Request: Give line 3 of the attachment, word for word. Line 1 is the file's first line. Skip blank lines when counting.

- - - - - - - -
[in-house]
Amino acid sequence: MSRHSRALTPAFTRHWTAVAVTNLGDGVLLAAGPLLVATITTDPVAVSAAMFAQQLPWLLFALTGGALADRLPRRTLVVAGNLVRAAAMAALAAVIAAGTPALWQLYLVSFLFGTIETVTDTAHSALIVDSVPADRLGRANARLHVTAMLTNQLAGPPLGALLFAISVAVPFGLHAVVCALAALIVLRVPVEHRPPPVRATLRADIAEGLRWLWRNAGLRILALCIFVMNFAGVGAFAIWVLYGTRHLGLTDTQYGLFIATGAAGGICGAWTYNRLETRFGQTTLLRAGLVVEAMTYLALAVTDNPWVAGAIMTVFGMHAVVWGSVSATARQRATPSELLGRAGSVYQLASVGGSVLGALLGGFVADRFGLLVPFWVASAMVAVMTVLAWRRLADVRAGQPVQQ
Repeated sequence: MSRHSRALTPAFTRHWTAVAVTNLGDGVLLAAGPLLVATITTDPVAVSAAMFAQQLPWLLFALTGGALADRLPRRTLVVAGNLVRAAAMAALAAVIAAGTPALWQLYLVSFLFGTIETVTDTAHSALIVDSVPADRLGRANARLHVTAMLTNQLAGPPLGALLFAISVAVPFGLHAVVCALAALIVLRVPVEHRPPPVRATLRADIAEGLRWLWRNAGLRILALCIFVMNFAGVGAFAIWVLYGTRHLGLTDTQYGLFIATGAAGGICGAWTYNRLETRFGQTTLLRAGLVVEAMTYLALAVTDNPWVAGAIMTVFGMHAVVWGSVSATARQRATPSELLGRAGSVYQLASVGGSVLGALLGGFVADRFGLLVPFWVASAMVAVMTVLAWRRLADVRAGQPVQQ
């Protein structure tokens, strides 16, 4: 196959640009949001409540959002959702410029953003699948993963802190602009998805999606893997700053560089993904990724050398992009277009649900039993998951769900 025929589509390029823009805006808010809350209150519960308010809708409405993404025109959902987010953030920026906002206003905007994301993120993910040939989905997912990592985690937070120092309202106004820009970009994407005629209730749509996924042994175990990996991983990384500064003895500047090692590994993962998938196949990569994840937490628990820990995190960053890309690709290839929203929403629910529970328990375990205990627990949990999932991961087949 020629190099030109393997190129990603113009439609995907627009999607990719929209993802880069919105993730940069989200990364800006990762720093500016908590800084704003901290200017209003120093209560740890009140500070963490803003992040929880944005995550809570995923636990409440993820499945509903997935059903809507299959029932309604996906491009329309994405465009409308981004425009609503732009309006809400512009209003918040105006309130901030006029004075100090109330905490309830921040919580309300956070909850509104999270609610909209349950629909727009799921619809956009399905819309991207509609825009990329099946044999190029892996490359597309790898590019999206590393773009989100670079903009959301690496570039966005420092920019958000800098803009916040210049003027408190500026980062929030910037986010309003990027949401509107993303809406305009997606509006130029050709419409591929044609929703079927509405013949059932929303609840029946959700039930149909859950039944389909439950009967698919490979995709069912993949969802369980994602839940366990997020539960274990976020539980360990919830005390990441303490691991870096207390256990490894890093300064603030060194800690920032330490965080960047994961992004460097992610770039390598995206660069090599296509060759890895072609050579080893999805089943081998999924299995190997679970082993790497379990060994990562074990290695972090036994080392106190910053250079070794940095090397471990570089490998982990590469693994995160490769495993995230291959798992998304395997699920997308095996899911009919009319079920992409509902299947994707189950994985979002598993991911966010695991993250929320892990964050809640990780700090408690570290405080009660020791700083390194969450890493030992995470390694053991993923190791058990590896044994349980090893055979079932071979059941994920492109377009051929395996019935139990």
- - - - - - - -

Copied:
Repeated sequence: MSRHSRALTPAFTRHWTAVAVTNLGDGVLLAAGPLLVATITTDPVAVSAAMFAQQLPWLLFALTGGALADRLPRRTLVVAGNLVRAAAMAALAAVIAAGTPALWQLYLVSFLFGTIETVTDTAHSALIVDSVPADRLGRANARLHVTAMLTNQLAGPPLGALLFAISVAVPFGLHAVVCALAALIVLRVPVEHRPPPVRATLRADIAEGLRWLWRNAGLRILALCIFVMNFAGVGAFAIWVLYGTRHLGLTDTQYGLFIATGAAGGICGAWTYNRLETRFGQTTLLRAGLVVEAMTYLALAVTDNPWVAGAIMTVFGMHAVVWGSVSATARQRATPSELLGRAGSVYQLASVGGSVLGALLGGFVADRFGLLVPFWVASAMVAVMTVLAWRRLADVRAGQPVQQ